Caroline Cranshaw: How to get past your past and free yourself from embarrassment

Publish Date
Wednesday, 7 March 2018, 2:00PM
Photo / Getty

Photo / Getty

I don't think there's a human alive that hasn't experienced some type of public humiliation. And these embarrassing experiences can affect our self-esteem and how we see ourselves for the rest of our lives. After working with thousands of clients to overcome their insecurities, I find a lot of our trauma stems in childhood. Deep down inside, there’s still that traumatised, ashamed child inside of us.

There's the kid that was caught picking their nose in assembly, the kid sent home with nits, the girl shamed for experimenting sexually at school camp, the kid with a learning disability, the kid from the poor family or the one who has embarrassing parents. The list goes on and on. Pretty much everyone can think of one or ten embarrassing experiences that you wished never happened. When you dwell on those experiences, your subconscious mind will try to find ways of preventing a situation like that from ever happening again.

To appreciate why embarrassment is such a debilitating emotion, it’s essential to understand that over millions of years of evolution, our brains are hardwired to keep us safe. And to be publicly embarrassed in more primitive times could lead to rejection, being kicked out of the tribe and ultimately death.

So How Do You Get Over the Trauma of An Embarrassing Event (Or Year)?

1. Heal the Part of You That's Traumatised

We are not just one personality, we have a team inside of us. We all have a mini version of multiple personalities. We have an inner child, an angry teenager, critical parent plus a few more. We just don't have conscious awareness of them. When you experience trauma, a part of you may develop as a self-protection mechanism to keep you safe. That part of you is going to do whatever it can to avoid going to the trauma again.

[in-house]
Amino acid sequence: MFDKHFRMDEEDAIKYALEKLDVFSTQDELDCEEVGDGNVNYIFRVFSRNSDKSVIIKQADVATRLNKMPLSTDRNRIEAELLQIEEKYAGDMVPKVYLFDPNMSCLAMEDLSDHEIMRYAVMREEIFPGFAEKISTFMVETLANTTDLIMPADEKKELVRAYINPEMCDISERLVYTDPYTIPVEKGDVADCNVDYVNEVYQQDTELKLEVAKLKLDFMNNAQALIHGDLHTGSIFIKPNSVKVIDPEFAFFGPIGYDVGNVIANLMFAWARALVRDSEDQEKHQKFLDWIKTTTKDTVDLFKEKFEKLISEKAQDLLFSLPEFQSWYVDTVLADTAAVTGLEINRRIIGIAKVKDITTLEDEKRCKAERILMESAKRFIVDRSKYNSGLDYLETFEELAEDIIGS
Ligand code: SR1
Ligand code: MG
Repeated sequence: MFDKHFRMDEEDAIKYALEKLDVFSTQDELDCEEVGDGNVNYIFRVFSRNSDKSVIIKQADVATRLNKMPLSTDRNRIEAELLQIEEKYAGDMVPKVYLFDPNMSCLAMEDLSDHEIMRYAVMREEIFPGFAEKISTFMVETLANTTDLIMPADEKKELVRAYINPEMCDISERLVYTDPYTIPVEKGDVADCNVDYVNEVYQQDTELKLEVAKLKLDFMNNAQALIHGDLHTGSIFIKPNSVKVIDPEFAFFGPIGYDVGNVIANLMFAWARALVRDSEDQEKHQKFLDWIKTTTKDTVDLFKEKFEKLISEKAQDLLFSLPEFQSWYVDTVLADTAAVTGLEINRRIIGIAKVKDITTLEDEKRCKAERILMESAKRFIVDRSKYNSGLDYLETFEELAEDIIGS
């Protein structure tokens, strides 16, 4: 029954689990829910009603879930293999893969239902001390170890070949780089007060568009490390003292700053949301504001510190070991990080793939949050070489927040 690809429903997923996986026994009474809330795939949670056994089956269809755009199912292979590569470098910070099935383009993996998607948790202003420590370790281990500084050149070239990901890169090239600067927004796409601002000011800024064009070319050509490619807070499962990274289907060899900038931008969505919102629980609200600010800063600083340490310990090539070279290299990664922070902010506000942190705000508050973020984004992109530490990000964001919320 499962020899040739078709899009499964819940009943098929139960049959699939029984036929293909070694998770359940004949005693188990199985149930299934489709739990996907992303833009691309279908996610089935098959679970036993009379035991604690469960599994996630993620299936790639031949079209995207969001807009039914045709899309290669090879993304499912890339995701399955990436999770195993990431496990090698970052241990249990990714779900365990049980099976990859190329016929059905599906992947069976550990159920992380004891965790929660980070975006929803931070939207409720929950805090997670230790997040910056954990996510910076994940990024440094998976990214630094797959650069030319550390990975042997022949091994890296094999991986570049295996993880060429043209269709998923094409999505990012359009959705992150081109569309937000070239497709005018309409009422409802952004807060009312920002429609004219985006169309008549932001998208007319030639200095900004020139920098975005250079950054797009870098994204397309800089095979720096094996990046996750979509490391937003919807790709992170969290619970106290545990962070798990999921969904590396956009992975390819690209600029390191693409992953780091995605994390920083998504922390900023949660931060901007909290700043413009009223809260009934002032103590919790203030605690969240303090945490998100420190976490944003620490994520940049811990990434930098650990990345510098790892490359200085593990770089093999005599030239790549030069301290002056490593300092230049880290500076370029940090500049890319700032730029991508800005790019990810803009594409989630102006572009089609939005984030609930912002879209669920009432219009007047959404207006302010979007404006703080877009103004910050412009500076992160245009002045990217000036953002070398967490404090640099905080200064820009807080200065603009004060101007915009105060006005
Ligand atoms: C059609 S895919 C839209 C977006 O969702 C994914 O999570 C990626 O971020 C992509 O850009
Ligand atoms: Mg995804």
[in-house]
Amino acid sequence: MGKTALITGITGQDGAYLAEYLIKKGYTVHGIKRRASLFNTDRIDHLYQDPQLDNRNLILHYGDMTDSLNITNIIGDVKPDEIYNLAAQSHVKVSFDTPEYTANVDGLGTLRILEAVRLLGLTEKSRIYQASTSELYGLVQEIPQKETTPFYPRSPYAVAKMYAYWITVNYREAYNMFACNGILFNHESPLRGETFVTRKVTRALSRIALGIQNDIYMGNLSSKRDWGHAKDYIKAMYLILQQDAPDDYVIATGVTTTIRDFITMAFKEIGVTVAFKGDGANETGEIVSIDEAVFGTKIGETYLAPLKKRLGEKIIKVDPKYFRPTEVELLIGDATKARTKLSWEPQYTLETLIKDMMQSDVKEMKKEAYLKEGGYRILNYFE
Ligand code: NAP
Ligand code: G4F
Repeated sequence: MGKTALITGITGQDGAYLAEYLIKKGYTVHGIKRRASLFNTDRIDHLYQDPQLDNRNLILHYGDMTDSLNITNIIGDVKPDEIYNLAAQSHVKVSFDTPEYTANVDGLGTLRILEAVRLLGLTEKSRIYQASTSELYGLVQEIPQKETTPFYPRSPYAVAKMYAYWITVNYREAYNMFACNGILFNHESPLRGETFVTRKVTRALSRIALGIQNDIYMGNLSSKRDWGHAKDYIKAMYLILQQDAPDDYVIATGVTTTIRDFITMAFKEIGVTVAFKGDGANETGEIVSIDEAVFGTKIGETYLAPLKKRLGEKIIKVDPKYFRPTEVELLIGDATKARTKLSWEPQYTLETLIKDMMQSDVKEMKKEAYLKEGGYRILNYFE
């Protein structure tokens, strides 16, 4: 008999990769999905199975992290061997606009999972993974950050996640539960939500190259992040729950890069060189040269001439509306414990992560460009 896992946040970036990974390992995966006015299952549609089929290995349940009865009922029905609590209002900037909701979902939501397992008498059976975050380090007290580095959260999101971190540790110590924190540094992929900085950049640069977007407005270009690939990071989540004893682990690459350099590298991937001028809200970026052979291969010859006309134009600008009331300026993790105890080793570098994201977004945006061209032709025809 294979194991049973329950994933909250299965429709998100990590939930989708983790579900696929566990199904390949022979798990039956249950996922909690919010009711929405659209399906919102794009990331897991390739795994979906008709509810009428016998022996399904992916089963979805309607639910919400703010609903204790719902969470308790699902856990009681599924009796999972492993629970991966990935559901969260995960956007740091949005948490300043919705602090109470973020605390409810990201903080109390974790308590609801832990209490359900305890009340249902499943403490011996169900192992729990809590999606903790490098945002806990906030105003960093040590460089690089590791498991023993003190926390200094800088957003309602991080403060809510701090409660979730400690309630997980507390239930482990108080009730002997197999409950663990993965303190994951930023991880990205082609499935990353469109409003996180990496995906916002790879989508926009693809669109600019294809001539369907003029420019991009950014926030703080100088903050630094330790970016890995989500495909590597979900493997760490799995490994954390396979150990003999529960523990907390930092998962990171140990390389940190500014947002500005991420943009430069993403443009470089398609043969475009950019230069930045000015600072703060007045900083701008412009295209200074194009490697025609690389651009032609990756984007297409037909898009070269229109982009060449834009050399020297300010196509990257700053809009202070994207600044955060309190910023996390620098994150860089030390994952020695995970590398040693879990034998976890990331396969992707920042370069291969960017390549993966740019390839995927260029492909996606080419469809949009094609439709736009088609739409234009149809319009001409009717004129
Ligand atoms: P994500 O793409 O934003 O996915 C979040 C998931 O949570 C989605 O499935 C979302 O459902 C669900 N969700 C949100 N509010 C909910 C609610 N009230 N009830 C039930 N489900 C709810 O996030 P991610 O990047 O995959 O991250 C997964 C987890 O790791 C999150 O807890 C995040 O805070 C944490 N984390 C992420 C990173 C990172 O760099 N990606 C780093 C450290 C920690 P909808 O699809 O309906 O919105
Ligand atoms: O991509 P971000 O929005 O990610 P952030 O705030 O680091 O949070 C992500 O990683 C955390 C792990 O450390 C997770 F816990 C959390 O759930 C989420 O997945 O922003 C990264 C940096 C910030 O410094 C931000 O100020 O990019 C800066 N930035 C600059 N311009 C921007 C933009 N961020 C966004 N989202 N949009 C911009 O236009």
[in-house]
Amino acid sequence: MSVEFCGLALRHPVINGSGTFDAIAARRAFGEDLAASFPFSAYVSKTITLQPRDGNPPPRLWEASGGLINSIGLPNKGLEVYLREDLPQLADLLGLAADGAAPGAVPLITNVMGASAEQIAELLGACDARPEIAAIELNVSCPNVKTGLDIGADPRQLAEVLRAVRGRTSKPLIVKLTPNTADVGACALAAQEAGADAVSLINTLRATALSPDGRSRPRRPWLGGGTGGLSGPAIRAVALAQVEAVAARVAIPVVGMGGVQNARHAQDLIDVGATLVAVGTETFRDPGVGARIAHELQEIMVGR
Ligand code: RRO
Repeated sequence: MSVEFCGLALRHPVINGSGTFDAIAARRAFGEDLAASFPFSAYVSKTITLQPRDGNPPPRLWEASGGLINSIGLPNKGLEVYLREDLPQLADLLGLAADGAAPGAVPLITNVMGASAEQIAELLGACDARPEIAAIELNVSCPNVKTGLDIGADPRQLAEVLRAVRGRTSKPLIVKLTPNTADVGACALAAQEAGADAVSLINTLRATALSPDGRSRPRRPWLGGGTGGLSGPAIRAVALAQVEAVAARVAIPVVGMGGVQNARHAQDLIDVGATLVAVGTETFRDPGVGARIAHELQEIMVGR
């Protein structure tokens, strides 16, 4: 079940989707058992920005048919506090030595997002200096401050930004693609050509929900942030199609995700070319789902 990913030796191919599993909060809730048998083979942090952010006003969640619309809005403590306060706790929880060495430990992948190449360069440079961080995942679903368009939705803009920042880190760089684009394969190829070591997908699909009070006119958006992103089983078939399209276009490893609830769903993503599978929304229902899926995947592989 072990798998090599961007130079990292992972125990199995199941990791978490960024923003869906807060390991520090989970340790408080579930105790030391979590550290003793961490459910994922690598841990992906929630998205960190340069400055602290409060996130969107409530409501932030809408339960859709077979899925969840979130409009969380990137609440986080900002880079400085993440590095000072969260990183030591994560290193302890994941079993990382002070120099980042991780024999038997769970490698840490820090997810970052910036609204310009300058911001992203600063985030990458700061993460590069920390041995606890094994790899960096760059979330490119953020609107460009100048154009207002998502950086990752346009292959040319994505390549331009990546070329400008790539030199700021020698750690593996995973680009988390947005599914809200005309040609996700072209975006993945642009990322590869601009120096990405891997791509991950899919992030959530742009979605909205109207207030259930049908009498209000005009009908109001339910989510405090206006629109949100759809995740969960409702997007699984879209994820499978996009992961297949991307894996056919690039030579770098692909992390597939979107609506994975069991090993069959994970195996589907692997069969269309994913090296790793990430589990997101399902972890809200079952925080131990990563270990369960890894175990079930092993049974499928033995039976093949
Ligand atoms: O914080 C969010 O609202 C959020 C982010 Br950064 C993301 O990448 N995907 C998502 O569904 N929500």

To help heal this part, close your eyes, take some deep breaths and imagine the part of you that's still embarrassed by what happened, is there with you now. It may look just like you, it may look like a younger version of you, it may look completely different. Just imagine you can have a conversation, telling them how sorry you are for what they went through and letting them know that you love them and accept them exactly how they are. And they don't need to worry about keeping you safe anymore, that your current adult self is going to be in charge of that for now. Imagine giving them a hug and tell them whatever they need to hear.

It's truly amazing what can come up with this exercise, and how healing it is. This is the part of you that could be holding you back in so many ways that you're not even aware of, so you don't experience embarrassment like that, ever again.